Lincoln's general policy with respect to military offenders is, however, somewhat difficult to evaluate accurately. Consider the case of Private William Scott of Vermont. In 1867, George T. Stevens wrote that Scott had fallen asleep while on guard duty in the fall of 1861. Scott was court-martialed and sentenced to death. The private was taken to the place of execution, and a firing squad stood waiting for an order. Instead of an order to fire, a pardon was read that had been issued by Lincoln. Stevens maintains that this was the first military death sentence case in which executive clemency was extended by Lincoln and claims that Lincoln brought the pardon to the camp himself to make sure that it was received in time to halt the execution.(7) William E. Barton notes, however, that Scott's story came from L. E. Chittenden and that "there is no evidence that Lincoln ever knew of the case."(8)
Lincoln nonetheless was perceived as sympathetic to the plight of the common soldier. Estimates of the number of deserters range well over 100,000,(9) and one of the most commonly accepted anecdotes in the literature reflects Lincoln's sympathy for deserters:
They are the cases that you call by that long title cowardice in the face of the enemy, but I call them, for short, my "leg cases." But I put it to you, and I leave it for you, to decide for yourself: if Almighty God gives a man a cowardly pair of legs, how can he help their running away with him?(10) In 1864, Lincoln ordered the War Department to commute the death sentences of deserters to confinement until the end of the war and to allow commanding generals to reinstate convicted deserters if it was thought that they would be of use to the service.(11) Sixty-two deserters who were to be executed were spared in a single act in May 1864.(12)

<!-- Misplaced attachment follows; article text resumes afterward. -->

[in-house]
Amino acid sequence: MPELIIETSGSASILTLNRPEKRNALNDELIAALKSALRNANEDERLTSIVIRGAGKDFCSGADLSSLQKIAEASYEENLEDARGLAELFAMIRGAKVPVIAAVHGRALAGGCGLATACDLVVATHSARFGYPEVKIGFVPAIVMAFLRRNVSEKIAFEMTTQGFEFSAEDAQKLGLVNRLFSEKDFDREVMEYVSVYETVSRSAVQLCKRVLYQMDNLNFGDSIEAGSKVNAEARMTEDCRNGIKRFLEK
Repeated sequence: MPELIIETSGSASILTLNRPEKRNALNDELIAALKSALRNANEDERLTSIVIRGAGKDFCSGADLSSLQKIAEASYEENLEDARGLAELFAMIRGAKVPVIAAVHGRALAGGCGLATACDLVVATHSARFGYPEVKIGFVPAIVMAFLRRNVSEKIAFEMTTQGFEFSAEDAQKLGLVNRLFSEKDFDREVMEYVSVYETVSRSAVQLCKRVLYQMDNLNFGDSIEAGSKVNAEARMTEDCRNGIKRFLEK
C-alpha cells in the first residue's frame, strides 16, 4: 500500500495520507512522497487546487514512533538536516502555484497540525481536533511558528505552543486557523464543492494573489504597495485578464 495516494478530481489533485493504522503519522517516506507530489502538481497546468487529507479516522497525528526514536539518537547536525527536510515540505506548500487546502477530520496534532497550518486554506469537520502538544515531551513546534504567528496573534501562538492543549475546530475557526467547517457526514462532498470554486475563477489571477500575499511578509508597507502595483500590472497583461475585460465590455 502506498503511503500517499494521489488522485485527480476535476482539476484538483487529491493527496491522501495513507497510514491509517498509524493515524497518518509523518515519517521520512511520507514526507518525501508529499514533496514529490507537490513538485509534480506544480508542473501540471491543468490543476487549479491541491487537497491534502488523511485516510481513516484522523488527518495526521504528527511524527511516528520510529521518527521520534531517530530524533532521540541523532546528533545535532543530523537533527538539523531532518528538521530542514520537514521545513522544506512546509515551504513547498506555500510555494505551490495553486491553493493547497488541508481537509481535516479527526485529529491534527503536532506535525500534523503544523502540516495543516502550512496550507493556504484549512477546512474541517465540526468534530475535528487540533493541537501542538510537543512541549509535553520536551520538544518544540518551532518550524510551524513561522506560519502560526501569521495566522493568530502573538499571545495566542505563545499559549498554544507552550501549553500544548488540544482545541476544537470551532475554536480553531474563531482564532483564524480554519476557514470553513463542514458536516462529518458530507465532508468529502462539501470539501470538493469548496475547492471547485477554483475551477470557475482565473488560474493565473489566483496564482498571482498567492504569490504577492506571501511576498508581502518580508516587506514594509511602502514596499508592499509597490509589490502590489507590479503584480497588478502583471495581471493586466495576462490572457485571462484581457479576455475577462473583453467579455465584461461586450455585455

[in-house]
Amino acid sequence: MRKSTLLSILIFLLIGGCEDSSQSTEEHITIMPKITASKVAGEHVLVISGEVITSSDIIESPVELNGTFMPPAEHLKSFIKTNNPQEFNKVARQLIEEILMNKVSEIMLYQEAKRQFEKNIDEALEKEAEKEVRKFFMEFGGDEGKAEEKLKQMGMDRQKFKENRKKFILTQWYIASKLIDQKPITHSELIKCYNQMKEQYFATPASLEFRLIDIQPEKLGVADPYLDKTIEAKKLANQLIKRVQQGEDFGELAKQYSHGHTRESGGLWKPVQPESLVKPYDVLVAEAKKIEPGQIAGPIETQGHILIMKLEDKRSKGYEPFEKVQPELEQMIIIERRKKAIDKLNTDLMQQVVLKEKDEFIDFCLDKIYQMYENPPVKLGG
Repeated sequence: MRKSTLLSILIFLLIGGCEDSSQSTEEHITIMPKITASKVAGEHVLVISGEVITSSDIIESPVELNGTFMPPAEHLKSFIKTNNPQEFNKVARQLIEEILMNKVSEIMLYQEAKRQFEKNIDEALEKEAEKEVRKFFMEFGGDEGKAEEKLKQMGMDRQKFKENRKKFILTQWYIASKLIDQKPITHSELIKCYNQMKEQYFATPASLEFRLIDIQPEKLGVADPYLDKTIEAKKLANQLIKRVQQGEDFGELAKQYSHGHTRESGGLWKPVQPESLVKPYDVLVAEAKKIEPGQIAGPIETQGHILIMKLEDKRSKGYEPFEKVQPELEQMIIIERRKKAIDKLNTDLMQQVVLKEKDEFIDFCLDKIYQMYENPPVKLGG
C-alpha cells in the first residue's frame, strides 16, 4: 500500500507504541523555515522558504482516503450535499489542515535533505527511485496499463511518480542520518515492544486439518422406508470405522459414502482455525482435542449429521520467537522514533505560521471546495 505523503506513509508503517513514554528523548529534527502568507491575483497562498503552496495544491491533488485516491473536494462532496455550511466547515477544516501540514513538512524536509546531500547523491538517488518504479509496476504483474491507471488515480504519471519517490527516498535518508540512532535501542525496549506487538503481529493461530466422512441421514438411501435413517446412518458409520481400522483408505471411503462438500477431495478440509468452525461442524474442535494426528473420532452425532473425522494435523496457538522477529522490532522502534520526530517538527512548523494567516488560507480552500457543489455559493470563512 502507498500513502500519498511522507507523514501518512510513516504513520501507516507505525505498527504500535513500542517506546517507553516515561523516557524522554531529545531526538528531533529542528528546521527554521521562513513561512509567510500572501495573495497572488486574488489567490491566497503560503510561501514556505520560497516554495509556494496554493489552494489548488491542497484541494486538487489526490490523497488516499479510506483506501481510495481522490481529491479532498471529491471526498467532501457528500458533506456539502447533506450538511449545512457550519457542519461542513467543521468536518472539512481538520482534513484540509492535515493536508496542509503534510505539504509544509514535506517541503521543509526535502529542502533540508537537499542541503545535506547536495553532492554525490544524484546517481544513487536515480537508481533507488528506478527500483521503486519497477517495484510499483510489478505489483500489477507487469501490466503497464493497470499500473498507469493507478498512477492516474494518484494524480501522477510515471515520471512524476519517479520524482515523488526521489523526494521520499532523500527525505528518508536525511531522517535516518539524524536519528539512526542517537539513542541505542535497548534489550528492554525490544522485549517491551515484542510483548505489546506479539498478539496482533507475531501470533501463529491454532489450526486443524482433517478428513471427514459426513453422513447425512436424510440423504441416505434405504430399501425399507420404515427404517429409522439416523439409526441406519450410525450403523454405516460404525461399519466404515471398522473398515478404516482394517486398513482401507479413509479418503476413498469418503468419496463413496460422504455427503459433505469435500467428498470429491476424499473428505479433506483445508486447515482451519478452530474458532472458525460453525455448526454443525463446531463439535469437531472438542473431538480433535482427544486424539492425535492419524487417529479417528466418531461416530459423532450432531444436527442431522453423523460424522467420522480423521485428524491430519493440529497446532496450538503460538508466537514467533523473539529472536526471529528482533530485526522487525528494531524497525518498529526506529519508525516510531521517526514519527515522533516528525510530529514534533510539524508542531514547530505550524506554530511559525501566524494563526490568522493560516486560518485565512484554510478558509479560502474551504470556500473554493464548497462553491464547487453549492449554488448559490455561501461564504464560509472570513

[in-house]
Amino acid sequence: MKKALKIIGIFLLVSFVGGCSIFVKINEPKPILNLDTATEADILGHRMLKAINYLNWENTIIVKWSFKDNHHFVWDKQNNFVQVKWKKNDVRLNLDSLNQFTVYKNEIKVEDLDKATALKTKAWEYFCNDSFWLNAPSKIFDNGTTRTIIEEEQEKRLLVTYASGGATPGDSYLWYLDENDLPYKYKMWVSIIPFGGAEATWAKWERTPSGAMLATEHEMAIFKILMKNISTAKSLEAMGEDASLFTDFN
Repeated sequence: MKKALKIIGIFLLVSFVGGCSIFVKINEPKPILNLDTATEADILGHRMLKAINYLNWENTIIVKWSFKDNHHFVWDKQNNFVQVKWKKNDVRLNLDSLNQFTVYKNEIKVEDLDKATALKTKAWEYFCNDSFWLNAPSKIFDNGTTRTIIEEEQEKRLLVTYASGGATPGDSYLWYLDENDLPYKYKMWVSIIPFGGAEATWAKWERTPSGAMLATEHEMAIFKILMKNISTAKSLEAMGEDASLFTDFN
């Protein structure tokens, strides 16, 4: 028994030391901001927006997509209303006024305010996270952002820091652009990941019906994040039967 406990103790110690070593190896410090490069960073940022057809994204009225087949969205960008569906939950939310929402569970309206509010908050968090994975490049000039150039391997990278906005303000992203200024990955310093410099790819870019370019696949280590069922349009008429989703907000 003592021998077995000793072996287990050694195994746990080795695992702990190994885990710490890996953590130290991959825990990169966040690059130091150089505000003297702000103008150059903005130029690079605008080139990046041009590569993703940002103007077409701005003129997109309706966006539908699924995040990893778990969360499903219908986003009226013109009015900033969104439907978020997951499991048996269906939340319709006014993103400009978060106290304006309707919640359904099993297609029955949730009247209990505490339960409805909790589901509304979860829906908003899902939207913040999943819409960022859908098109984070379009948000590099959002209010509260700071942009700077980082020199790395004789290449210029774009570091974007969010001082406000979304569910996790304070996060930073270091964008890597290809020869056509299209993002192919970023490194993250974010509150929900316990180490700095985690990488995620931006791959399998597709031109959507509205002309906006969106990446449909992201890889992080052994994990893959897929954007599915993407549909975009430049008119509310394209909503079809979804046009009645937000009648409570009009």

The sympathetic nature of Lincoln also was perceived, and criticized, by a host of military leaders. Lincoln assented to few death sentences imposed by military courts, and only after he had examined the facts of each case and determined that the sentence was appropriate.(13) Colonel Theodore Lyman explained the lack of military discipline as resulting from "the uncertainty of the death penalty through the false merciful policy of the president.(14) Reports of Lincoln's numerous acts of clemency were widely circulated in the army,(15) and General Dan Tyler went so far as to blame the rout of his troops by the vastly undermanned General Braxton Bragg on Lincoln's pardoning of deserters.(16) General Benjamin F. Butler telegrammed Lincoln requesting that the president not "interfere" with the court-martials of the army.(17) General William T. Sherman found a way in which to deal with the president's disposition. When someone inquired from the general how he was able to execute court-martialed offenders without Lincoln interposing pardons, he replied, "I shot them first."(18)